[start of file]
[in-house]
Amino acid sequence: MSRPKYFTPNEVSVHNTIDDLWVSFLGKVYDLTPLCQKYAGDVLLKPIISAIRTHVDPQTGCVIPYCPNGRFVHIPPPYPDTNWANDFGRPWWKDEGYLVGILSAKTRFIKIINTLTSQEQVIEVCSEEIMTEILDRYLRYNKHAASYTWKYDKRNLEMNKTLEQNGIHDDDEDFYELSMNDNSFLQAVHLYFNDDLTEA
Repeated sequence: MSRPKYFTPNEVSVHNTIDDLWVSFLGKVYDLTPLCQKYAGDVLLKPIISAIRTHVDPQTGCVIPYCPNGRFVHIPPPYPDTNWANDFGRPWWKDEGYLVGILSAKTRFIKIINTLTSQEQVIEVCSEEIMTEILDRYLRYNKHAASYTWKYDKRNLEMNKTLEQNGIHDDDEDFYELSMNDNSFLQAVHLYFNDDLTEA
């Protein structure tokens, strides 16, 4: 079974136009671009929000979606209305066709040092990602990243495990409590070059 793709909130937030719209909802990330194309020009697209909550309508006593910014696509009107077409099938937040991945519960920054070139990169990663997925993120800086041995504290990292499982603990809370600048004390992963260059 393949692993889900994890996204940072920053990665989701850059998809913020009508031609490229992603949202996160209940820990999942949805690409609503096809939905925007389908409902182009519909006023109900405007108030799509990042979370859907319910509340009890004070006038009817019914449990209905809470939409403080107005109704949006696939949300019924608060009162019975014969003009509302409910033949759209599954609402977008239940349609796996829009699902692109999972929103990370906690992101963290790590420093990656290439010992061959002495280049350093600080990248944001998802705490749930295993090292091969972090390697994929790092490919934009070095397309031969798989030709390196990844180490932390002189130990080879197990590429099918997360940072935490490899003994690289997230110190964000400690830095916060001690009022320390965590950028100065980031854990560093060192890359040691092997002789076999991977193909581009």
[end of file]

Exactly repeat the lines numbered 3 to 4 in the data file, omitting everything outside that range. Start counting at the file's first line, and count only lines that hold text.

Repeated sequence: MSRPKYFTPNEVSVHNTIDDLWVSFLGKVYDLTPLCQKYAGDVLLKPIISAIRTHVDPQTGCVIPYCPNGRFVHIPPPYPDTNWANDFGRPWWKDEGYLVGILSAKTRFIKIINTLTSQEQVIEVCSEEIMTEILDRYLRYNKHAASYTWKYDKRNLEMNKTLEQNGIHDDDEDFYELSMNDNSFLQAVHLYFNDDLTEA
């Protein structure tokens, strides 16, 4: 079974136009671009929000979606209305066709040092990602990243495990409590070059 793709909130937030719209909802990330194309020009697209909550309508006593910014696509009107077409099938937040991945519960920054070139990169990663997925993120800086041995504290990292499982603990809370600048004390992963260059 393949692993889900994890996204940072920053990665989701850059998809913020009508031609490229992603949202996160209940820990999942949805690409609503096809939905925007389908409902182009519909006023109900405007108030799509990042979370859907319910509340009890004070006038009817019914449990209905809470939409403080107005109704949006696939949300019924608060009162019975014969003009509302409910033949759209599954609402977008239940349609796996829009699902692109999972929103990370906690992101963290790590420093990656290439010992061959002495280049350093600080990248944001998802705490749930295993090292091969972090390697994929790092490919934009070095397309031969798989030709390196990844180490932390002189130990080879197990590429099918997360940072935490490899003994690289997230110190964000400690830095916060001690009022320390965590950028100065980031854990560093060192890359040691092997002789076999991977193909581009």